Math Myths
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The University of Alabama
Center for Academic Success
124 Osband
3485175
Performance in mathematics courses often
is undermined by faulty beliefs regarding the subject and one’s own
abilities. These erroneous beliefs — or Math Myths — hamper both
effort and selfconfidence and should be examined in order to acquire a
more productive approach to mathematics.
The Genius Myth
This myth involves the belief that people who are successful in
math are smarter (and maybe "better") than the rest of us.
Somehow mathematical ability is viewed as higher or more enlightened than
other abilities. For example, musicians may be embarrassed to be low in
math skills, but mathematicians may not be embarrassed if they have low
music ability. It is important to place math ability on the same level as
other abilities. There is no proof that one type of skill is better than
another.
The ItShouldBeEasy Myth
Some people believe that those who do well in math find it easy
and that if it is difficult, one simply doesn’t have a "math
mind." The fact of the matter is that difficult math solutions do not
come quickly or easily. Having difficulty in solving problems is not
unusual. The only problems mathematicians do quickly are those they have
done before. Speed is not a measure of ability. It is the result of
experience and practice.
The Good Memory Myth
This myth implies that a phenomenal ability to recall formulas is
necessary for the mastery of math. Learning math, however, does not
require an exceptional memory. Instead, knowing math means that concepts
make sense to you, and rules and formulas are understood.
The UsingToolsIsCheating Myth
This myth indicates that we’re not supposed to use our fingers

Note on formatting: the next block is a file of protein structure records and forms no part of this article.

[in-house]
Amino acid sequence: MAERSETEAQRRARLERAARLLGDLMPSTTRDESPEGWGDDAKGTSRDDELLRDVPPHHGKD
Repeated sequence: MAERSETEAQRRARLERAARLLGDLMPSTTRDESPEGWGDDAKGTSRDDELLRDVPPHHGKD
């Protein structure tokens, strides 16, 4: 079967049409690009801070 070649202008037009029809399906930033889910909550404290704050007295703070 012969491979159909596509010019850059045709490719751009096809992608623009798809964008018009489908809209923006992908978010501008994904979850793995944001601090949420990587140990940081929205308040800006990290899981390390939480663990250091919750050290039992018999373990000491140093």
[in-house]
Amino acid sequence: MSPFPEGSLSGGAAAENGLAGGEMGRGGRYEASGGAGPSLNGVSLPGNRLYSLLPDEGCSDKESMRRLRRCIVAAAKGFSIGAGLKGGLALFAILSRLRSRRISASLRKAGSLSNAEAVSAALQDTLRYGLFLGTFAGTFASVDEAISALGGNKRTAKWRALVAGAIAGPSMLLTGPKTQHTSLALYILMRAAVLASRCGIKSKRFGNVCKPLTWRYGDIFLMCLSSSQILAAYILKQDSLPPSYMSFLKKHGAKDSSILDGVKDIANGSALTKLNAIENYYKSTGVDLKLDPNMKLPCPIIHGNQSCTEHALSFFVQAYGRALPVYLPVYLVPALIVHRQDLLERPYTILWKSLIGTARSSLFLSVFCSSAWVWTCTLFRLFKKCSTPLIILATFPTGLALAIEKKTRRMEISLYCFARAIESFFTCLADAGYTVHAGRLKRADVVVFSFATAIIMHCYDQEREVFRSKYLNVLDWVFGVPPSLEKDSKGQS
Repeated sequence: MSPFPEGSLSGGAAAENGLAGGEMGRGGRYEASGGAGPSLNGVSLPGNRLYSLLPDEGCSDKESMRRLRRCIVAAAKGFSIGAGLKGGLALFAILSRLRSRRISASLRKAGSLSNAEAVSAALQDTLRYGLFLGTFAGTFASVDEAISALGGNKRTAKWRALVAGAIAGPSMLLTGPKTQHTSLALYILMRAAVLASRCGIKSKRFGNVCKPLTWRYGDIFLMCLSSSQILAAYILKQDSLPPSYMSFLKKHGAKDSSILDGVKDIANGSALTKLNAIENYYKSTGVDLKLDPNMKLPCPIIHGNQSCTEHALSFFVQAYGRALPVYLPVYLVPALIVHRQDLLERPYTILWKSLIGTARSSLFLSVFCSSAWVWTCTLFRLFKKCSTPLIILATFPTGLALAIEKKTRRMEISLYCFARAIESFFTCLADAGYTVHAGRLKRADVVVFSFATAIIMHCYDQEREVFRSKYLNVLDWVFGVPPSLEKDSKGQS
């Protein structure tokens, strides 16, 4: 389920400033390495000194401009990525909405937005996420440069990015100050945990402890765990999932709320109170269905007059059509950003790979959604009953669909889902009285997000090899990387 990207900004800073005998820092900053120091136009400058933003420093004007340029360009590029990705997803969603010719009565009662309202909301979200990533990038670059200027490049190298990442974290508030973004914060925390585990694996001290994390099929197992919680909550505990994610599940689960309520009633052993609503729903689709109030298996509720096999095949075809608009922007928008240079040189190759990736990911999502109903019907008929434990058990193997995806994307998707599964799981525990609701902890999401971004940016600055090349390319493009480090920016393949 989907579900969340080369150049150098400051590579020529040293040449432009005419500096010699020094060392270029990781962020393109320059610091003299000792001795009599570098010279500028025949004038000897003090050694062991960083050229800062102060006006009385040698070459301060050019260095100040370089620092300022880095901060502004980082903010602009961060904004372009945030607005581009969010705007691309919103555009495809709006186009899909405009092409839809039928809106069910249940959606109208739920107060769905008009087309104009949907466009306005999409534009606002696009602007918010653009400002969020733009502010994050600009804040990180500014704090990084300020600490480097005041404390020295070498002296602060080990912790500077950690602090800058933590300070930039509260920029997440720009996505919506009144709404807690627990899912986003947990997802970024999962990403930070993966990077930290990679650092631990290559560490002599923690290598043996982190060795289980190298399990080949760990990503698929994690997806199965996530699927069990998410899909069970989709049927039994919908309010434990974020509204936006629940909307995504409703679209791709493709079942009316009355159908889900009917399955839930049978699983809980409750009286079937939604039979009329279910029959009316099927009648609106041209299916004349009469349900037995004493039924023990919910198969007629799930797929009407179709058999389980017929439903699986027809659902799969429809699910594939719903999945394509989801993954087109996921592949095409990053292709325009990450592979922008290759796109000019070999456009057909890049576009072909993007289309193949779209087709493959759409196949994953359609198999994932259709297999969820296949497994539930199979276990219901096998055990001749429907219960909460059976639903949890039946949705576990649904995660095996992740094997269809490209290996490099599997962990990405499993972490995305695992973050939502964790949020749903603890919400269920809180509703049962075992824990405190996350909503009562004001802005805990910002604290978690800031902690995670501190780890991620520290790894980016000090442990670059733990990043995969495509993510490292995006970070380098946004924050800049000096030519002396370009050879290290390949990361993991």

or calculators or computers to do math. Since when is using tools to make
a task simpler cheating? Without these tools, math really could become
drudgery. And there is nothing wrong with counting on fingers as an aid to
doing arithmetic. This process actually indicates an understanding of
arithmetic — more understanding than if everything were memorized.
The Gender Myth
The Gender Myth is based on the faulty belief that men are better
in math than women. Research has failed to show any difference between men
and women in mathematical ability. There are, however, cultural pressures
on women "to be less interested" in mathematical careers. There
are also subtle pressures on women not to be smarter than men in math. As
a result of this social conditioning, men are often reluctant to admit
they have problems; so, they express difficulty with math by saying
"I could do it if I tried." Women are often too ready to admit
inadequacy and say, "I just can’t do math."
The Who Needs it Anyway Myth
Finding math difficult, some people rationalize that only a few
fields — like engineering — require math skills. Certainly, this myth
is not true if we think about all the everyday math skills we use. And, of
course, many career fields — from Agriculture to Zoology — use quite a
lot of math. Additionally, in studying math, we learn a way of thinking
that is a valuable transferable skill.
The Magic Key Myth
This myth maintains that there is a magic key or general insight
into understanding all math problems. There is, however, no formula, rule,
or general guideline which will suddenly unlock the mysteries of math. If
there is a key to doing math, it is in overcoming anxiety about the
subject, dispelling restrictive myths, and applying the same effort and
skills you use to do everything else.